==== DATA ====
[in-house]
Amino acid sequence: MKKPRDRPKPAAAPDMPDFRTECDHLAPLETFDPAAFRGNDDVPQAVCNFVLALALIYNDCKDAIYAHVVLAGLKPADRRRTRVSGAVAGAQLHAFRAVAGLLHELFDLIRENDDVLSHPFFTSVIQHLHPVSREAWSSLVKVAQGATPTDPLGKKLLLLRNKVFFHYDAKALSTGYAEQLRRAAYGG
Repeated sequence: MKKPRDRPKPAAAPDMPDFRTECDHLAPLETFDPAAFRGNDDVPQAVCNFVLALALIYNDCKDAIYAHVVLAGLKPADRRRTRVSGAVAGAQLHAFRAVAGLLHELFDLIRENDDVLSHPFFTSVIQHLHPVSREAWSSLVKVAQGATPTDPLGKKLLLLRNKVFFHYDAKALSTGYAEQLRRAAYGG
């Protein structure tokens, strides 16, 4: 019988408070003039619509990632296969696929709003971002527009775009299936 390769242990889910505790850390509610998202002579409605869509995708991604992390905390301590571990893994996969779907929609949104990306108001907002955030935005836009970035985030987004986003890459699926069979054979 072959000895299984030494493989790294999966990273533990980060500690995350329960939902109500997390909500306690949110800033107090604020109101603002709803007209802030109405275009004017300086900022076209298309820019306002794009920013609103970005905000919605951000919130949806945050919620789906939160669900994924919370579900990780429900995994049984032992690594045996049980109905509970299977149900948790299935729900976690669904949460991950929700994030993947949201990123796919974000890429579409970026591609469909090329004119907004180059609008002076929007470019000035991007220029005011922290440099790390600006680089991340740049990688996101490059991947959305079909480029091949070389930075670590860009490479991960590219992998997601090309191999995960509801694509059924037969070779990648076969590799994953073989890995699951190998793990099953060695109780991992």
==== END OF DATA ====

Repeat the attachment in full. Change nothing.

[in-house]
Amino acid sequence: MKKPRDRPKPAAAPDMPDFRTECDHLAPLETFDPAAFRGNDDVPQAVCNFVLALALIYNDCKDAIYAHVVLAGLKPADRRRTRVSGAVAGAQLHAFRAVAGLLHELFDLIRENDDVLSHPFFTSVIQHLHPVSREAWSSLVKVAQGATPTDPLGKKLLLLRNKVFFHYDAKALSTGYAEQLRRAAYGG
Repeated sequence: MKKPRDRPKPAAAPDMPDFRTECDHLAPLETFDPAAFRGNDDVPQAVCNFVLALALIYNDCKDAIYAHVVLAGLKPADRRRTRVSGAVAGAQLHAFRAVAGLLHELFDLIRENDDVLSHPFFTSVIQHLHPVSREAWSSLVKVAQGATPTDPLGKKLLLLRNKVFFHYDAKALSTGYAEQLRRAAYGG
């Protein structure tokens, strides 16, 4: 019988408070003039619509990632296969696929709003971002527009775009299936 390769242990889910505790850390509610998202002579409605869509995708991604992390905390301590571990893994996969779907929609949104990306108001907002955030935005836009970035985030987004986003890459699926069979054979 072959000895299984030494493989790294999966990273533990980060500690995350329960939902109500997390909500306690949110800033107090604020109101603002709803007209802030109405275009004017300086900022076209298309820019306002794009920013609103970005905000919605951000919130949806945050919620789906939160669900994924919370579900990780429900995994049984032992690594045996049980109905509970299977149900948790299935729900976690669904949460991950929700994030993947949201990123796919974000890429579409970026591609469909090329004119907004180059609008002076929007470019000035991007220029005011922290440099790390600006680089991340740049990688996101490059991947959305079909480029091949070389930075670590860009490479991960590219992998997601090309191999995960509801694509059924037969070779990648076969590799994953073989890995699951190998793990099953060695109780991992």